The two proposals are the latest in a raft of recommendations from the city's Department of Public Health for implementing Proposition 215, the state initiative approved by voters in November that allows doctors to recommend pot as a treatment for some illnesses.
    The city has long supported medicinal marijuana legislation. A pot package, including both the legal defense and approved ailments measures, is expected to go before the Board of Supervisors on April 10.
    The resolution to protect the approximately 315 city-employed doctors is an especially bold move because it would directly challenge the federal government's plans to prosecute or terminate the prescription power of doctors caught recommending pot.
    But the proposal to identify officially treatable diseases could create stricter controls than envisioned under Prop 215.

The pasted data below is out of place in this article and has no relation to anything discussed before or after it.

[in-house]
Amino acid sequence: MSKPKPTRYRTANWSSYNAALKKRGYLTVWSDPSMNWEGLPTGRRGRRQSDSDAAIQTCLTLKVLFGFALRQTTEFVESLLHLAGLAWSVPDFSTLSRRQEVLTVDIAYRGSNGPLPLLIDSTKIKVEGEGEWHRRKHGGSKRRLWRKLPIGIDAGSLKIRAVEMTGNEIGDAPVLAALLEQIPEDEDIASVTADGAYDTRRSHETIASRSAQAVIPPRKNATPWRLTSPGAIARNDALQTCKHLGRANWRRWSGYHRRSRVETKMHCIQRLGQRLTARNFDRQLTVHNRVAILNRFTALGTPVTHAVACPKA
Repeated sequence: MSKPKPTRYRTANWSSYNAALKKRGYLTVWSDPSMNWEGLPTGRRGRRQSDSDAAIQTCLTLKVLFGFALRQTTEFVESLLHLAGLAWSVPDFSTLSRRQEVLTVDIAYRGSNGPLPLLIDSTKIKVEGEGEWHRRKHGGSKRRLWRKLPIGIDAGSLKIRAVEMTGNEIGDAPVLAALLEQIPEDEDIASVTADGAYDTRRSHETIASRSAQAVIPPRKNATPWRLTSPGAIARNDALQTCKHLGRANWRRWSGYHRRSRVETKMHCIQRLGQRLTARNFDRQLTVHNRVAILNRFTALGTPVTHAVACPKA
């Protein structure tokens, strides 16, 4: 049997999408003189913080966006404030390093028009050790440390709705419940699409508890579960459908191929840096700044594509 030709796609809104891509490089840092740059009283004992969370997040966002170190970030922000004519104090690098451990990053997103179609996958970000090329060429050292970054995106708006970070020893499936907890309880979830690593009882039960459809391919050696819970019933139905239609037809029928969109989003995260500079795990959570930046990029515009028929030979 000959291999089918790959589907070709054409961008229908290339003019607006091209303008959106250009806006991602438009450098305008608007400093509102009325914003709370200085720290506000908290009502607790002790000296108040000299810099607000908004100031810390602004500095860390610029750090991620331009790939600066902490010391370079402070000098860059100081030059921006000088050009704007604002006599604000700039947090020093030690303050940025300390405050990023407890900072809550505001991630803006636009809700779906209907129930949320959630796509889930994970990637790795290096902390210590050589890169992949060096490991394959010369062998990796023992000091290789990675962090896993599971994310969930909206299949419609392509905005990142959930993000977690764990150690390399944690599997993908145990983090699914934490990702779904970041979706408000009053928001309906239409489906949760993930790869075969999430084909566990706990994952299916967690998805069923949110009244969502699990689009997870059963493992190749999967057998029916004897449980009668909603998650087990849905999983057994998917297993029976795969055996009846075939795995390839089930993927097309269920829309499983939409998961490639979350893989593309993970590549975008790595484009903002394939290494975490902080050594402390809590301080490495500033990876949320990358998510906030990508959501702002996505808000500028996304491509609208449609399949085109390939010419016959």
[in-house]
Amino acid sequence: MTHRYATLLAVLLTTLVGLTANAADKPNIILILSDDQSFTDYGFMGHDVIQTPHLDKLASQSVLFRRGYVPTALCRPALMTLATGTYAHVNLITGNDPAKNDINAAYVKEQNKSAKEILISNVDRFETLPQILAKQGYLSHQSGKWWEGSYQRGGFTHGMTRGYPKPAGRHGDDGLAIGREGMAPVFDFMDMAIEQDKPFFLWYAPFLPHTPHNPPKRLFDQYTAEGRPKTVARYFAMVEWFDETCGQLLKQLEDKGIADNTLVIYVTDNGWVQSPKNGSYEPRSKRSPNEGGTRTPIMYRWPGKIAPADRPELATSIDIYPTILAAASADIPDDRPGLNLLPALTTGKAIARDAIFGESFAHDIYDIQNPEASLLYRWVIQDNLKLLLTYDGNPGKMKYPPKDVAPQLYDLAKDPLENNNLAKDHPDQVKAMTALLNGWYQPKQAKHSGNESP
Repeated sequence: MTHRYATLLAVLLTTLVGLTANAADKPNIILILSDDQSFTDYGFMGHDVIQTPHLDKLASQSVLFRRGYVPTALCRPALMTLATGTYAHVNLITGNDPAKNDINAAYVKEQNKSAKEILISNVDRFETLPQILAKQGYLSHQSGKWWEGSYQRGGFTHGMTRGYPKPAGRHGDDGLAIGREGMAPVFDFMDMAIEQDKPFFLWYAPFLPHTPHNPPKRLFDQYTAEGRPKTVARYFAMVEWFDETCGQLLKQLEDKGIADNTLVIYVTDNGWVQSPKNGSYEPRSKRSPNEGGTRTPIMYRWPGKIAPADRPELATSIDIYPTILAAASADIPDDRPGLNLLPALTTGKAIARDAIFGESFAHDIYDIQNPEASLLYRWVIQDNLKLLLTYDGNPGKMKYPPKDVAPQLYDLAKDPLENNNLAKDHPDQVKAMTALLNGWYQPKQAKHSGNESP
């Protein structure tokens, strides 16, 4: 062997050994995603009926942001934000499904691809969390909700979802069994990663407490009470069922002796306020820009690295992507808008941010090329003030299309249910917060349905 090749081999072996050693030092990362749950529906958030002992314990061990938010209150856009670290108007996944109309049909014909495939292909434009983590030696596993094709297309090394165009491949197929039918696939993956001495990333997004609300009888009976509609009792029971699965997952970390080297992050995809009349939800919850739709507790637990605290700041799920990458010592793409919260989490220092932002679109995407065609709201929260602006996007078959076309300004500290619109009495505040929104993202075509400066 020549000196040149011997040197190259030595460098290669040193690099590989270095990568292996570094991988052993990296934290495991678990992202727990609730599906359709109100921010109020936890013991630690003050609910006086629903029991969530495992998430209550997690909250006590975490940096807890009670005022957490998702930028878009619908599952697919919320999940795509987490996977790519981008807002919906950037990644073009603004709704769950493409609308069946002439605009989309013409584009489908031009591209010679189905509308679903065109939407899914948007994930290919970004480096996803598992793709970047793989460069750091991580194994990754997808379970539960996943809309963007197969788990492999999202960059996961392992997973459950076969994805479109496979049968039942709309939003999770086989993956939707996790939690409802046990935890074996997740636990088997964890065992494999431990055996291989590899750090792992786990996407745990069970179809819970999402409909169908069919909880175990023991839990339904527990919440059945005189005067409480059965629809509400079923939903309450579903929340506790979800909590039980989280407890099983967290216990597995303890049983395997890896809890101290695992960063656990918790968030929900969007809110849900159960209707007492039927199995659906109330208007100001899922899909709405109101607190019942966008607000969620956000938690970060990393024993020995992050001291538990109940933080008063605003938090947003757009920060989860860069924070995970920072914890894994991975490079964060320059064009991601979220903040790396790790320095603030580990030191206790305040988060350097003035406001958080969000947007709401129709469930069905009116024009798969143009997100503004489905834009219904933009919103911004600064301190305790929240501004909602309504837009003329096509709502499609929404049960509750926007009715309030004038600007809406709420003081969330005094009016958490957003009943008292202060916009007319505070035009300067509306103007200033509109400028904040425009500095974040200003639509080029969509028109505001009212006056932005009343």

"We're interested in defending those physicians who make good clinical judgments in line with Health Department guidelines and who are trying to provide the best care for their patients," Deputy City Attorney Jean Fraser said Friday. "It's not 100 percent protection, and we're trying to make sure doctors know that." Specifically, the resolution, already backed by Supervisors Sue Bierman, Leslie Katz and Susan Leal, states that licensed physicians with the city's Health Department "shall have their legal defense provided at city expense in a federal criminal or administrative proceeding."
    That defense will be provided by the city attorney's office as long as the doctor's marijuana recommendation was made in the course of his or her employment with the city; met Health Department guidelines; and was not made in exchange for monetary gain.
    Fraser said the city bases its vow to defend on Government Code 995.6 and 995.8, which, according to the resolution, allow counties to defend employees in administrative or criminal proceedings that result from an act taken in the course of the employees' work.